On April 21, 2016, Clean Harbors received respondents' expert report, which set forth the scientific methodology on which respondents based their determination of the geographical area allegedly affected by the chemical release.

Clean Harbors removed the case to the United States District Court for the Western District of Arkansas on May 9, 2016, citing the Class Action Fairness Act of 2005 (CAFA), under which a federal district court has jurisdiction to hear a class action if, among other requirements, the class exceeds one hundred members and the amount in controversy exceeds $5,000,000 in the aggregate. 28 U.S.C. § 1332(d)(2), (d)(5)(B); see also id. § 1453(b) (noting that a class action may be removed by a defendant to federal court “in accordance with” the removal provisions set forth in 28 U.S.C. § 1446). If the case as pled in the initial complaint satisfies CAFA's jurisdictional requirements, 28 U.S.C. § 1446(b)(1) requires that the defendant remove the case within thirty days after receiving a copy of the complaint. If, on the other hand, the case as pled in the initial complaint does not satisfy CAFA's jurisdictional requirements, 28 U.S.C. § 1446(b)(3) requires that the defendant remove the case within thirty days after receiving “an amended pleading, motion, order or other paper from which it may first be ascertained that the case is one which is or has become removable.”

Clean Harbors's notice of removal argued that neither the initial complaint nor the March 11 letter set forth a basis for removal because the allegations in those documents concerning the number of class members and the associated amount in controversy had been “based on unscientific and subjective information compiled by respondents' counsel's staff” from phone calls to counsel by individuals allegedly affected by the chemical release and “inquiring about filing suit.” Thus, according to Clean Harbors, its notice of removal was timely because it was filed within thirty days after its April 21, 2016, receipt of the expert report, which constituted the “other paper” from which it could “first be ascertained that the case [was] one which ․ ha[d] become removable” under CAFA. See id. § 1446(b)(3).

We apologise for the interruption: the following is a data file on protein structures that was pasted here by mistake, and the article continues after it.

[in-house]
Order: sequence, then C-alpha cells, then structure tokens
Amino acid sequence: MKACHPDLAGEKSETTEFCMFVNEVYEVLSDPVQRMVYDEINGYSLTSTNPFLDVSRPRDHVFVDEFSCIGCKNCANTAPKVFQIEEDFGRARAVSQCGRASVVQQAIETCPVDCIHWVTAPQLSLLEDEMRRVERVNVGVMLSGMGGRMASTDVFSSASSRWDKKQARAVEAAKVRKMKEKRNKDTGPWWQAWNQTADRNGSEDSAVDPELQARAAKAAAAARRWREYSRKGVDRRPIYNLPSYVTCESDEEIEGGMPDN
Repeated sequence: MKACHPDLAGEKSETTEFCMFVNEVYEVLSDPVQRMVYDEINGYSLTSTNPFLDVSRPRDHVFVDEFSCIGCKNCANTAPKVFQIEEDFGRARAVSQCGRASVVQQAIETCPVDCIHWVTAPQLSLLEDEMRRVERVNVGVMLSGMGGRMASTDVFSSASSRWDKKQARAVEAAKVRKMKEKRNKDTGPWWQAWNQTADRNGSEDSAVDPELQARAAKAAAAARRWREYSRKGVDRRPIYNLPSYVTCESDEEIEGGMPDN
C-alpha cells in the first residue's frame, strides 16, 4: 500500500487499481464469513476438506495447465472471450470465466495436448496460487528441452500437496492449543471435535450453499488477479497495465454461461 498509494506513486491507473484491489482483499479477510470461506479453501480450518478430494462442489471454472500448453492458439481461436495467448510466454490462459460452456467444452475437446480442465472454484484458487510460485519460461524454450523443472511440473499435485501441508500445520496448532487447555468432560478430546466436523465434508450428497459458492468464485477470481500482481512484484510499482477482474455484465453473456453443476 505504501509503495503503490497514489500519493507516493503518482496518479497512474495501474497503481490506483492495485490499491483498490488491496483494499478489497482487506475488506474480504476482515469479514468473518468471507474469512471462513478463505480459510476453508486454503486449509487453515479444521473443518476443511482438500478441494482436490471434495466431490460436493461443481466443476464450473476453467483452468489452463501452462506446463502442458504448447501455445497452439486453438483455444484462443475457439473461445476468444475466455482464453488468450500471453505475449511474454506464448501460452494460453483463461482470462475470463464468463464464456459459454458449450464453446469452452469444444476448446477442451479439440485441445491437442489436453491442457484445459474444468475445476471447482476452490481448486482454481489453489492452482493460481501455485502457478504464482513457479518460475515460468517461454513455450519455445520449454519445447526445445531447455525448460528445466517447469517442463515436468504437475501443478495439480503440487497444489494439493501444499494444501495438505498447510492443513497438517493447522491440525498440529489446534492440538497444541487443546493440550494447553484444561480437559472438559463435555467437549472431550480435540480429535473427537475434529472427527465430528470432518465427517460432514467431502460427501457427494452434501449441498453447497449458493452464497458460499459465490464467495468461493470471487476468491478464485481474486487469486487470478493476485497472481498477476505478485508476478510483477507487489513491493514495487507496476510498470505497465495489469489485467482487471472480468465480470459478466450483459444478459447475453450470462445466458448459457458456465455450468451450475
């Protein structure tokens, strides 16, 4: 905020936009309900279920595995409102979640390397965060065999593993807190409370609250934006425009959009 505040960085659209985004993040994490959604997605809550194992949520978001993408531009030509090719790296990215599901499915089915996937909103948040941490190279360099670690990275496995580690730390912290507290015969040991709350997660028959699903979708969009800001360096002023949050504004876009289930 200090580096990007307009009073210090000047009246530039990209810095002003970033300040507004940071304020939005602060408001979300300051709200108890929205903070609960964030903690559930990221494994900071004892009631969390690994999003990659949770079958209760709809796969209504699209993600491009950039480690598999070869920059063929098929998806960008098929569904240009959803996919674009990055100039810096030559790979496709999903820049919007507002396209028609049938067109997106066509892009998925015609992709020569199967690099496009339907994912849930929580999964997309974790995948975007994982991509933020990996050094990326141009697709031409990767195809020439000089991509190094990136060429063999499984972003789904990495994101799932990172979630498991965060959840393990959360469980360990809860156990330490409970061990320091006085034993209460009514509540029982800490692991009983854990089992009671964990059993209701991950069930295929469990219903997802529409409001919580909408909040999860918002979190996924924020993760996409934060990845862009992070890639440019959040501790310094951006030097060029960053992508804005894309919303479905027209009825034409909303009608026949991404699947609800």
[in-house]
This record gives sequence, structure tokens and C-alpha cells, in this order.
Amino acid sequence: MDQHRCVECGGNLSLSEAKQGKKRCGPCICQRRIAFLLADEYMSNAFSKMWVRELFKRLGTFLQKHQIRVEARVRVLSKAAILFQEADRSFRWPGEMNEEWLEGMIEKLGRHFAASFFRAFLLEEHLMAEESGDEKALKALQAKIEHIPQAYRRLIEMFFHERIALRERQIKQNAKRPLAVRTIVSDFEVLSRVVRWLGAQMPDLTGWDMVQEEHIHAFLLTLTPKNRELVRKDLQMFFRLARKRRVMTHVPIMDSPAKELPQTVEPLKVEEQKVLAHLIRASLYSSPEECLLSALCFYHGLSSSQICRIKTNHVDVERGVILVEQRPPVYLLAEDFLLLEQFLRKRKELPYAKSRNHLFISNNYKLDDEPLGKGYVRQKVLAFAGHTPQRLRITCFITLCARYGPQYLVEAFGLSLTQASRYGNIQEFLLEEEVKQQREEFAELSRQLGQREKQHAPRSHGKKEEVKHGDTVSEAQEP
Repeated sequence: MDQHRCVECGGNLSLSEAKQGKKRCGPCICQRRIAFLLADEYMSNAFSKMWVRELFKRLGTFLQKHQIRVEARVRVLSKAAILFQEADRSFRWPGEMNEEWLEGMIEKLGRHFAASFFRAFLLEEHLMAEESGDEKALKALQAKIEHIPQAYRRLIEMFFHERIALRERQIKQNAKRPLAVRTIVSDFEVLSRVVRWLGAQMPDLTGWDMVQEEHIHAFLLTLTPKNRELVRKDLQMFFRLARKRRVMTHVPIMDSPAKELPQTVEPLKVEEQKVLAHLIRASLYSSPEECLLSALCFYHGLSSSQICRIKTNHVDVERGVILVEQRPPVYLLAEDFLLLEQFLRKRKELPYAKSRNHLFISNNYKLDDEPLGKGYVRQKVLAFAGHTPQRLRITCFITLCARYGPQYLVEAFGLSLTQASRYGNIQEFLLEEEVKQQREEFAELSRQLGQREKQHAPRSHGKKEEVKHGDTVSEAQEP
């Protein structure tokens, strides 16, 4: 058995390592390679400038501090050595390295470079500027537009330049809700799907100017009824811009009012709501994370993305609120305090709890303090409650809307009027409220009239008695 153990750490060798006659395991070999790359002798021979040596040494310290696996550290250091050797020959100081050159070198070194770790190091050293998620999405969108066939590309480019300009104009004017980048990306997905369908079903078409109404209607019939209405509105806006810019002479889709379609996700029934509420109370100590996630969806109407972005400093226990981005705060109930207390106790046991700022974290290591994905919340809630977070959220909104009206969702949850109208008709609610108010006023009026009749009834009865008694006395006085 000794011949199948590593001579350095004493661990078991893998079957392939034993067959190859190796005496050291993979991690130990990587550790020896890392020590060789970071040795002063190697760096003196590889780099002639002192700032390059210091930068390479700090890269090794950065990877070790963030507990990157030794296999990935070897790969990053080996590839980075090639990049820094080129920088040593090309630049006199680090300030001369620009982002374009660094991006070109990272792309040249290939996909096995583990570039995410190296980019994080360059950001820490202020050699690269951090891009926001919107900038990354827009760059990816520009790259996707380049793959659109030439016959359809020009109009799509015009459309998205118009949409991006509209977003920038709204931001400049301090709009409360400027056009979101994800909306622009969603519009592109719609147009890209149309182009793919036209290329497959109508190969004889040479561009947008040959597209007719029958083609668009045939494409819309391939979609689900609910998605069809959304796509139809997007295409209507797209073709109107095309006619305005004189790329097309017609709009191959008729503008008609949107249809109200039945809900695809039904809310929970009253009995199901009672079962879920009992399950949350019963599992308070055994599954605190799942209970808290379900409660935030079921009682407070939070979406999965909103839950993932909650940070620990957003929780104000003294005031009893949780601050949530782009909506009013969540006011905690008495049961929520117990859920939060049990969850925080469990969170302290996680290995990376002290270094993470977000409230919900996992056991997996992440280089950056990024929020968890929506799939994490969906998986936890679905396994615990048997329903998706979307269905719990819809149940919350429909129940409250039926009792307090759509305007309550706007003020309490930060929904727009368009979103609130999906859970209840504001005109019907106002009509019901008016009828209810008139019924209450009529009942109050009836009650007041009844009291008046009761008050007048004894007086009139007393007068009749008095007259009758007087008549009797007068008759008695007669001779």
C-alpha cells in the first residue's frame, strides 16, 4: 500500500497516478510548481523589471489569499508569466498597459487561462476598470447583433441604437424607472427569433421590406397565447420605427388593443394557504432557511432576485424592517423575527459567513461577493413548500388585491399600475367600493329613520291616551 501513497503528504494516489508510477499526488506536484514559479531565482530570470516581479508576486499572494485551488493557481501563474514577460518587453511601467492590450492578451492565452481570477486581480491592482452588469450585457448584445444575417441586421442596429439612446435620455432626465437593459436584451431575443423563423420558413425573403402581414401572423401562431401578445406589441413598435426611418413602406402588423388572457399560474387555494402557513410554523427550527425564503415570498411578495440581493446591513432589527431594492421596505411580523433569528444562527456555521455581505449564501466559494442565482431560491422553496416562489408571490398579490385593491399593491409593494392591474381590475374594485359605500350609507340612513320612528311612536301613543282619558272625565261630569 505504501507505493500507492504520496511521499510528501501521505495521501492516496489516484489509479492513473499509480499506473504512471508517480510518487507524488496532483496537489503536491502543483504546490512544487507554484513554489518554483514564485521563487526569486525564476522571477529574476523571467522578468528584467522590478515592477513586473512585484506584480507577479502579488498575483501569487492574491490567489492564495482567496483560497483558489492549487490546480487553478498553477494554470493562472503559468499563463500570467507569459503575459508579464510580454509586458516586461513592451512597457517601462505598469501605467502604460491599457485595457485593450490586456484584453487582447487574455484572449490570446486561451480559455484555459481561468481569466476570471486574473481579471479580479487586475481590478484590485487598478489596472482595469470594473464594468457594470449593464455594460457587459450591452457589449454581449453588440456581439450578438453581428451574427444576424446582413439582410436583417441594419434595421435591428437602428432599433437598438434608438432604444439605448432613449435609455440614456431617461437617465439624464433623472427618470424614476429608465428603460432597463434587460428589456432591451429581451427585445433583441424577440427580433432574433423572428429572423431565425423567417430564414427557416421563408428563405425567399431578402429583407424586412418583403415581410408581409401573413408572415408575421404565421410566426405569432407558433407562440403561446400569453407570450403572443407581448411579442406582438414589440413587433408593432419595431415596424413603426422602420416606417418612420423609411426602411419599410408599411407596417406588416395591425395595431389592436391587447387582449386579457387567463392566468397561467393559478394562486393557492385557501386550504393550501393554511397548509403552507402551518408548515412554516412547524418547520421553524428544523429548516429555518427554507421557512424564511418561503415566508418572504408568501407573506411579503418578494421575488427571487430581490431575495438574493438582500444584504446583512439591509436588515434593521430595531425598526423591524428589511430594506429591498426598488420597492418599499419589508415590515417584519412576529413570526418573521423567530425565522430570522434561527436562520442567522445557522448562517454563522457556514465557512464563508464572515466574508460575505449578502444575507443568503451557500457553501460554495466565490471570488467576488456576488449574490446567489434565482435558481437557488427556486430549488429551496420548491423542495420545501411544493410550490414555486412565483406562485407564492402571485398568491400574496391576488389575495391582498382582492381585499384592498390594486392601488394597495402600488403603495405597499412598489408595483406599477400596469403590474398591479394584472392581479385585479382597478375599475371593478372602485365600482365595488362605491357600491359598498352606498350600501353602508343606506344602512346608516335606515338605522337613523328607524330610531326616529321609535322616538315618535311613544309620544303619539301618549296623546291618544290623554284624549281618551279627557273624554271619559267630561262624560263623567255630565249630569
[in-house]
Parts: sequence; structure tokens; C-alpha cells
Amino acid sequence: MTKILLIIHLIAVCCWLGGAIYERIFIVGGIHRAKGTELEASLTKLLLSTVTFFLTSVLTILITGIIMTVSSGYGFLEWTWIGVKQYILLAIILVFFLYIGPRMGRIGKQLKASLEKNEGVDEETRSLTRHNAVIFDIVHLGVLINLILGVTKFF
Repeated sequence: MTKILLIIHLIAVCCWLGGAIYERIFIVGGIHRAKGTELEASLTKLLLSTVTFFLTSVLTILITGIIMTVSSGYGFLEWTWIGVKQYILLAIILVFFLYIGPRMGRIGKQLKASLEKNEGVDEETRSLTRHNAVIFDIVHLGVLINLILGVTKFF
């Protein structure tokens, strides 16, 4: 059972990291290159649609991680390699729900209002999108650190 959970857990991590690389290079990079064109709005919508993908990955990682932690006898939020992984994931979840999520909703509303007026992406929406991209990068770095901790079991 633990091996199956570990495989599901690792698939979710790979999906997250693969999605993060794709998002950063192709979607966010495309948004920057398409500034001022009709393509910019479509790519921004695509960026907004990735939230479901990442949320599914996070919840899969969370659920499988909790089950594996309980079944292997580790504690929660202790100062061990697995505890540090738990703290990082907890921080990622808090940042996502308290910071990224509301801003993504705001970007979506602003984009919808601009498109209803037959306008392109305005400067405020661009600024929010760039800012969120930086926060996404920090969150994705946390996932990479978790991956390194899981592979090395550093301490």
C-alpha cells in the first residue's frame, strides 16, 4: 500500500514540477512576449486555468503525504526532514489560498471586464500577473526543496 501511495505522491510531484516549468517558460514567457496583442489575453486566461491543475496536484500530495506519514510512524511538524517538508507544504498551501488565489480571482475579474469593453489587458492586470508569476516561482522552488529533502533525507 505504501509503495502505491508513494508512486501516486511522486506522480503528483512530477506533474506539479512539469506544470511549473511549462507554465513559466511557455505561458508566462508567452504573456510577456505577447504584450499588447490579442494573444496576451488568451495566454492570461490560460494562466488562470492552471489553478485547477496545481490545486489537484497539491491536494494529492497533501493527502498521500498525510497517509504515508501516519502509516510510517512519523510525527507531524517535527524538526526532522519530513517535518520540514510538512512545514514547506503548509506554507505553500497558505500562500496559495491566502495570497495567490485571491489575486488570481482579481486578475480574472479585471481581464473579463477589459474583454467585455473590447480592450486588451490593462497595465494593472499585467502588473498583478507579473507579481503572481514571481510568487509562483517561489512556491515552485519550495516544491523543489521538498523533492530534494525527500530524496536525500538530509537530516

Respondents filed a motion to remand, arguing that Clean Harbors's notice of removal was untimely because it was filed more than thirty days after Clean Harbors received the March 11 letter, which respondents argued constituted “other paper” under § 1446(b)(3). Respondents pointed to counsel's statement in the letter that it “recommends a total payment of $6,500,000 to resolve” the case, a sum exceeding CAFA's $5,000,000 amount-in-controversy requirement. Respondents also pointed to the passage quoted at length above because it set forth the number of claimants and the average sum to be awarded to each claimant, which, they argued, provided the basis for counsel's settlement recommendation. Thus, respondents argued, Clean Harbors's attempted May 9, 2016, removal was untimely, requiring that the case be remanded to state court.

The district court, adopting the report and recommendation of the magistrate judge, agreed with respondents and concluded that Clean Harbors's removal was untimely under § 1446(b)(3) because it occurred more than thirty days after Clean Harbors received the March 11 letter, which “provided the information necessary for [Clean Harbors] to determine that this matter was removable under CAFA.”